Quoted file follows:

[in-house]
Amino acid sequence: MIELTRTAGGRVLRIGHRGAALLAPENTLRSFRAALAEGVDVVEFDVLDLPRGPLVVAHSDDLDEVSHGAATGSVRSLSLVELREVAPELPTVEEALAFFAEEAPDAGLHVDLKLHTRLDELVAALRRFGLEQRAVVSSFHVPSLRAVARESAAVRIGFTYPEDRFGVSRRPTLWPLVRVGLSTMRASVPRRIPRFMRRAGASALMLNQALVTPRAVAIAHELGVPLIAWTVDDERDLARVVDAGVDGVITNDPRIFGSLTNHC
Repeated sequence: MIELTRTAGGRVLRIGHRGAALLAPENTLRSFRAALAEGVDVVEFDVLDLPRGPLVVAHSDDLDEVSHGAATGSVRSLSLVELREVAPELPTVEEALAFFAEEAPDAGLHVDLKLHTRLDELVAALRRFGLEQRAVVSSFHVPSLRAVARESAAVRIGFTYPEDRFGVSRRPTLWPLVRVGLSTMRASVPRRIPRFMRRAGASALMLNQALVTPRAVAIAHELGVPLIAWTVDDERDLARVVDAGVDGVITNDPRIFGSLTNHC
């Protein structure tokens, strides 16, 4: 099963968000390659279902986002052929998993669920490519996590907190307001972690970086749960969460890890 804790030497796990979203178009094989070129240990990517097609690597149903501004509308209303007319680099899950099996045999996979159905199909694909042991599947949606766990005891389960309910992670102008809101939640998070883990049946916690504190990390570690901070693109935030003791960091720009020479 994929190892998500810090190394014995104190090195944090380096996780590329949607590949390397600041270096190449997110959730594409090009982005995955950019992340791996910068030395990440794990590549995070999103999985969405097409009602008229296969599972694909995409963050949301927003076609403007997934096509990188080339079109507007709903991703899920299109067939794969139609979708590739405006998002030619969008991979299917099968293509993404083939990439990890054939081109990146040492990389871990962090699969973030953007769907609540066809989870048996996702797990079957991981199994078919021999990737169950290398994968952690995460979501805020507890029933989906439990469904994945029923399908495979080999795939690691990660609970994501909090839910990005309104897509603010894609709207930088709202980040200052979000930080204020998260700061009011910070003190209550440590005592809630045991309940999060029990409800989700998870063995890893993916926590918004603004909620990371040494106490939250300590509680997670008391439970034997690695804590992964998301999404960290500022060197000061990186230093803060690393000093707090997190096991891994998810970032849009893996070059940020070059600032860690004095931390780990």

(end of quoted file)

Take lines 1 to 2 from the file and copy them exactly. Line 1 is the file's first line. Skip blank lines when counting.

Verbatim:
[in-house]
Amino acid sequence: MIELTRTAGGRVLRIGHRGAALLAPENTLRSFRAALAEGVDVVEFDVLDLPRGPLVVAHSDDLDEVSHGAATGSVRSLSLVELREVAPELPTVEEALAFFAEEAPDAGLHVDLKLHTRLDELVAALRRFGLEQRAVVSSFHVPSLRAVARESAAVRIGFTYPEDRFGVSRRPTLWPLVRVGLSTMRASVPRRIPRFMRRAGASALMLNQALVTPRAVAIAHELGVPLIAWTVDDERDLARVVDAGVDGVITNDPRIFGSLTNHC